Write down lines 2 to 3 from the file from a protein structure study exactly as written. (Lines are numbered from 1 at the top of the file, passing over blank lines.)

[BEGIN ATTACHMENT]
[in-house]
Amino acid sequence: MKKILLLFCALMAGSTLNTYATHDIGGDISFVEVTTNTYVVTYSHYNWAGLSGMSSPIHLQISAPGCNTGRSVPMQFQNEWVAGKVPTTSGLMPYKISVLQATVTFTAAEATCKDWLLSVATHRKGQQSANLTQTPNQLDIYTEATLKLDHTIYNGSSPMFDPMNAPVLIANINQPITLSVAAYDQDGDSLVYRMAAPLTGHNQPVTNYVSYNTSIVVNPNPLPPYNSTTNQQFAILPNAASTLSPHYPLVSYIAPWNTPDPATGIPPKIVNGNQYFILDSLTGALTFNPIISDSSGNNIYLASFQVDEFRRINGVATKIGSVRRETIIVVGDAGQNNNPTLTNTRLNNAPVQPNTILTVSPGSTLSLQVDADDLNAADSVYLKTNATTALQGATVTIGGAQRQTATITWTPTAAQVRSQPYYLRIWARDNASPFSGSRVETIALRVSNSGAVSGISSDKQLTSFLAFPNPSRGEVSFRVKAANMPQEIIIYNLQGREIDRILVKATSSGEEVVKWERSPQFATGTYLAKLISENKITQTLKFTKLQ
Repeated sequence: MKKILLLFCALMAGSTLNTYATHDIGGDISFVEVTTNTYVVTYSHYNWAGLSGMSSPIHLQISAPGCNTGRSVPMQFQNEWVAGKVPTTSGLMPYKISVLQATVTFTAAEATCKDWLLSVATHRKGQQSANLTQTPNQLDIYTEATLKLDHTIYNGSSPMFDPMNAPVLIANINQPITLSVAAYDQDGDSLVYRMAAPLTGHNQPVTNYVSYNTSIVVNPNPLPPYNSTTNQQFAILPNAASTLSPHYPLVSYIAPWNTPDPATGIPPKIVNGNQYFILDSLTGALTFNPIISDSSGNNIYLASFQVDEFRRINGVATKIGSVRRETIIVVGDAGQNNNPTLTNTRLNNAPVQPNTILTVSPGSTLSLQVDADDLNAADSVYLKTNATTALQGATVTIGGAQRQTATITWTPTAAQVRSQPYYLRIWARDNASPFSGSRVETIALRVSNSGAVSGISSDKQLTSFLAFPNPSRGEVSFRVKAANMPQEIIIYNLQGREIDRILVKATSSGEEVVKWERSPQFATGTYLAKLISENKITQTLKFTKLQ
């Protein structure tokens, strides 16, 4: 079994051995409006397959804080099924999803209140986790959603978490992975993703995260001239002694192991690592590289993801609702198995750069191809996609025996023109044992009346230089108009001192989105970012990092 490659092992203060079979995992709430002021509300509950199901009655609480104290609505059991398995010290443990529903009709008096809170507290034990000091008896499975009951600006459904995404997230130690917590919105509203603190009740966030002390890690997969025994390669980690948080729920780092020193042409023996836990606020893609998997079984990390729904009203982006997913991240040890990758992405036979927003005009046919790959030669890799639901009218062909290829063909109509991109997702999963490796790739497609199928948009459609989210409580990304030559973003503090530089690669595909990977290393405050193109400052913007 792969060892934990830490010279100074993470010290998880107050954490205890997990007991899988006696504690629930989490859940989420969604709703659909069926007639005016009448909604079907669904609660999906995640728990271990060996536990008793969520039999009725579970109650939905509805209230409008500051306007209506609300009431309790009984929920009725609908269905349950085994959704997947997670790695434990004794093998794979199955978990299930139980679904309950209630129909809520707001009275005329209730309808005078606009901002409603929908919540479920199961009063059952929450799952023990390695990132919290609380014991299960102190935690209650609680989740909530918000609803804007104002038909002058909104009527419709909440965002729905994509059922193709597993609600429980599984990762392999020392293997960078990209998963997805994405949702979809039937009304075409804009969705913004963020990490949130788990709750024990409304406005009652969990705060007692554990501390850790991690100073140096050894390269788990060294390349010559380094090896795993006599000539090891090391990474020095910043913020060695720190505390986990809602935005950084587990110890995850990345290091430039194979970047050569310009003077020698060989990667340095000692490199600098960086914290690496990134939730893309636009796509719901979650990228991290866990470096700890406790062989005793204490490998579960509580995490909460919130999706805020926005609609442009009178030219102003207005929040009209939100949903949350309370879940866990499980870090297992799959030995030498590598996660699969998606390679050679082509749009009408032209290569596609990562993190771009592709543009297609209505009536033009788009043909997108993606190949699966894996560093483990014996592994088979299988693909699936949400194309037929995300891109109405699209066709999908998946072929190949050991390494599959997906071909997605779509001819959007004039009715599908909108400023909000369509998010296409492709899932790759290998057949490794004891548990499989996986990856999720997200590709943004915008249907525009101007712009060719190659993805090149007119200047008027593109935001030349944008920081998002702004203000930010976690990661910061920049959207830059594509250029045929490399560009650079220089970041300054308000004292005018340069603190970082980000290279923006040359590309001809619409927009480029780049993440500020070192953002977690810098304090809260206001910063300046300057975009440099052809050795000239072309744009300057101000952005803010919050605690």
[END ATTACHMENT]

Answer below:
Amino acid sequence: MKKILLLFCALMAGSTLNTYATHDIGGDISFVEVTTNTYVVTYSHYNWAGLSGMSSPIHLQISAPGCNTGRSVPMQFQNEWVAGKVPTTSGLMPYKISVLQATVTFTAAEATCKDWLLSVATHRKGQQSANLTQTPNQLDIYTEATLKLDHTIYNGSSPMFDPMNAPVLIANINQPITLSVAAYDQDGDSLVYRMAAPLTGHNQPVTNYVSYNTSIVVNPNPLPPYNSTTNQQFAILPNAASTLSPHYPLVSYIAPWNTPDPATGIPPKIVNGNQYFILDSLTGALTFNPIISDSSGNNIYLASFQVDEFRRINGVATKIGSVRRETIIVVGDAGQNNNPTLTNTRLNNAPVQPNTILTVSPGSTLSLQVDADDLNAADSVYLKTNATTALQGATVTIGGAQRQTATITWTPTAAQVRSQPYYLRIWARDNASPFSGSRVETIALRVSNSGAVSGISSDKQLTSFLAFPNPSRGEVSFRVKAANMPQEIIIYNLQGREIDRILVKATSSGEEVVKWERSPQFATGTYLAKLISENKITQTLKFTKLQ
Repeated sequence: MKKILLLFCALMAGSTLNTYATHDIGGDISFVEVTTNTYVVTYSHYNWAGLSGMSSPIHLQISAPGCNTGRSVPMQFQNEWVAGKVPTTSGLMPYKISVLQATVTFTAAEATCKDWLLSVATHRKGQQSANLTQTPNQLDIYTEATLKLDHTIYNGSSPMFDPMNAPVLIANINQPITLSVAAYDQDGDSLVYRMAAPLTGHNQPVTNYVSYNTSIVVNPNPLPPYNSTTNQQFAILPNAASTLSPHYPLVSYIAPWNTPDPATGIPPKIVNGNQYFILDSLTGALTFNPIISDSSGNNIYLASFQVDEFRRINGVATKIGSVRRETIIVVGDAGQNNNPTLTNTRLNNAPVQPNTILTVSPGSTLSLQVDADDLNAADSVYLKTNATTALQGATVTIGGAQRQTATITWTPTAAQVRSQPYYLRIWARDNASPFSGSRVETIALRVSNSGAVSGISSDKQLTSFLAFPNPSRGEVSFRVKAANMPQEIIIYNLQGREIDRILVKATSSGEEVVKWERSPQFATGTYLAKLISENKITQTLKFTKLQ